2. Hydration Supplements: Commercially available as PowerAid , Lucozade Sport or the more popular in America Gatorade in most supermarkets, corners-hops or petrol stations they are a convenient and tasty way to replace fluids and lost muscle glycogen.  These drinks are proven to enhance performance over water alone.  Try buying a tub of powder form on line and mixing it in your own drinks bottle  when you need it to save money in the long run.
  3. Multivitamins: A great addition to even a well balanced diet as the demands of hard training athletes are more than the average person. 
  4. Joint Supplements: Primarily Codliver Oil and Glucosamine & Chondroitin are most commonly used and if you do a lot of road work they are invaluable for your ankles, knees and hips.
  5. Creatine: Mainly for weight trainers, this is one of the few supplements that can live up to its claims (it doesn't work for all people).  The exact mechanism isn't know, but there are two main hypothesis A) That it forms Phospho-Creatine in your muscles providing a phosphate molecule during the crebs cylcle of muscle contraction, and B) It draw additional water into muscle cells making them bigger and more turgid.  Basically increasing size and strength in training individuals.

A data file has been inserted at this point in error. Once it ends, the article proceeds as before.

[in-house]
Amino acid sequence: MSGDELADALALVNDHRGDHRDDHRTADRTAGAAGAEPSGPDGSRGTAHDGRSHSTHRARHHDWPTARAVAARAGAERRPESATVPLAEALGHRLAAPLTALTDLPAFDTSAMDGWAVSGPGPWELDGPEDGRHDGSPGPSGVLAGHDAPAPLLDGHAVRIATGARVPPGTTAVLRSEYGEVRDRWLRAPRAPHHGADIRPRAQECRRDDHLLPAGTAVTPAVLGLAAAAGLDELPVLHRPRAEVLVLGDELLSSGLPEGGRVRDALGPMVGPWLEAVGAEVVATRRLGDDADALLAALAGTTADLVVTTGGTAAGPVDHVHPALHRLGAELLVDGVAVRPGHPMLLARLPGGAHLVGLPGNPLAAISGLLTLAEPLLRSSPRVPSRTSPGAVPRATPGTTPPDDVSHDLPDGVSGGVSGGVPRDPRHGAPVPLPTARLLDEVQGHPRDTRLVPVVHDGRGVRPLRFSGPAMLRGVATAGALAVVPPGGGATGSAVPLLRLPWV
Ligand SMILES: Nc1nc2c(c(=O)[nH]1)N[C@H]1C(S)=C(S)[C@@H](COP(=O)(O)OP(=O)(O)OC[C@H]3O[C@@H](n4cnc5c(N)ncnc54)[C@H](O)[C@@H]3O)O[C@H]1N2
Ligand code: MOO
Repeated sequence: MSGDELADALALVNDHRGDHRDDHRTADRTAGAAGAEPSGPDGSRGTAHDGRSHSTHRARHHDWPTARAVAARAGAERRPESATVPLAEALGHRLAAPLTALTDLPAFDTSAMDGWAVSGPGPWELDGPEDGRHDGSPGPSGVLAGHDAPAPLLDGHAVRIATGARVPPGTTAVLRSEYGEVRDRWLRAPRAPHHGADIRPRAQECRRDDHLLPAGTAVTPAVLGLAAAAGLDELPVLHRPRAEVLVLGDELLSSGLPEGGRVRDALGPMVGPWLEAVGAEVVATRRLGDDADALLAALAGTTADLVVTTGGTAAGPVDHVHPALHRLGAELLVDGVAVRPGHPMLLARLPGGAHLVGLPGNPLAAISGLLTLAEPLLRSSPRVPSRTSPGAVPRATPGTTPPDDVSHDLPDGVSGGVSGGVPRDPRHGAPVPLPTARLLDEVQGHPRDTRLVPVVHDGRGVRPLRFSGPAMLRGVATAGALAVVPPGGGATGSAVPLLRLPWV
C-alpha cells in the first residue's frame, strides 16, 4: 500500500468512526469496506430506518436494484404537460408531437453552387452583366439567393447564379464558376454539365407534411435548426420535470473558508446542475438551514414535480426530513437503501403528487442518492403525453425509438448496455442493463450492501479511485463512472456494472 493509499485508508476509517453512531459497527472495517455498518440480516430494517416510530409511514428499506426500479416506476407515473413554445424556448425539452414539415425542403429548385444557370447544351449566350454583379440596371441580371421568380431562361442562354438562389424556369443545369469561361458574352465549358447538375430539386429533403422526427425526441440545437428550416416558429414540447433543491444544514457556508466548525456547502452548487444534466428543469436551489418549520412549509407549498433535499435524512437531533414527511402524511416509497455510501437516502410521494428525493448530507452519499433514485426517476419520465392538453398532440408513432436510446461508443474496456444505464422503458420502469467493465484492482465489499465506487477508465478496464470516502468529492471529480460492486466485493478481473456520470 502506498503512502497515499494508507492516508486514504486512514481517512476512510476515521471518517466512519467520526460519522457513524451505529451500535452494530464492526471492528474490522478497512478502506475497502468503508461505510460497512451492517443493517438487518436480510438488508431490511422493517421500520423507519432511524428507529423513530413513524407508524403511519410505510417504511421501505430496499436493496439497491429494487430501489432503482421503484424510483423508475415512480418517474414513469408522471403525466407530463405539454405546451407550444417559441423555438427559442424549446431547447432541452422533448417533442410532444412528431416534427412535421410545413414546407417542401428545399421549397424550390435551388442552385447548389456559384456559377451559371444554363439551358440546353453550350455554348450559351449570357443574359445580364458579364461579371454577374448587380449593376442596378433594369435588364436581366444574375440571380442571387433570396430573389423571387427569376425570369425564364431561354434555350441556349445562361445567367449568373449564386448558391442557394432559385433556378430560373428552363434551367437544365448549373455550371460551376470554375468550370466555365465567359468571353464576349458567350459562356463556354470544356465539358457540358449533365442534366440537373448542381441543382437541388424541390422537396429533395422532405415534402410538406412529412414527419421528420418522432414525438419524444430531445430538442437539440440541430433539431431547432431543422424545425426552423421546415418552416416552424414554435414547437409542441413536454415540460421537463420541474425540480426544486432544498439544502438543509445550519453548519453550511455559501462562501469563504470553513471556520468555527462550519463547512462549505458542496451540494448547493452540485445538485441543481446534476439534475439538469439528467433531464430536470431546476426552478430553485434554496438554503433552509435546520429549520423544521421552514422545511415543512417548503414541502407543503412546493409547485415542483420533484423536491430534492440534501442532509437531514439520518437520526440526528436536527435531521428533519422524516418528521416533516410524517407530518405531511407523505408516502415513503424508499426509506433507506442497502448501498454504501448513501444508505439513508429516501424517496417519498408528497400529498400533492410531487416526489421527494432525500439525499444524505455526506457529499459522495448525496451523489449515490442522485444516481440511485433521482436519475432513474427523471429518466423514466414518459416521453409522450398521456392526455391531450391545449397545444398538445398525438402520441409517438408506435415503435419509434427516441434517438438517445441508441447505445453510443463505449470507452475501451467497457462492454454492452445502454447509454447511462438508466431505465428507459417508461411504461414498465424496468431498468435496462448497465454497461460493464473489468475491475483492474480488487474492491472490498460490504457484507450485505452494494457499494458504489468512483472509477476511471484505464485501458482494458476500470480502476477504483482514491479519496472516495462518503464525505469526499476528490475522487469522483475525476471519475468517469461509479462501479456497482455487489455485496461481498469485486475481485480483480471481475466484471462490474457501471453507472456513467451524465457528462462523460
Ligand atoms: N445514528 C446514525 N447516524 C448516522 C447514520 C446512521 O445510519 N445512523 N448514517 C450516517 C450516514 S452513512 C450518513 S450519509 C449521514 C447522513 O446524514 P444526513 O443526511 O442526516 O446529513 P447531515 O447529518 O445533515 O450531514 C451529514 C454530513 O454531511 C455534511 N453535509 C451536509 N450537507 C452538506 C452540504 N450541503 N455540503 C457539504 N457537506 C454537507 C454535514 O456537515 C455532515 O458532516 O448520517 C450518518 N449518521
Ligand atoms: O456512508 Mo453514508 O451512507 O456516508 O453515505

Thats a quick synopsis of the most popular supplements on the market.  A bit of kit that is often over looked in ones equipment arsenal for gaining the tactical advantage.

If you want any more advice on the minefield that is sports nutrition post a comment and I'll give my best answer.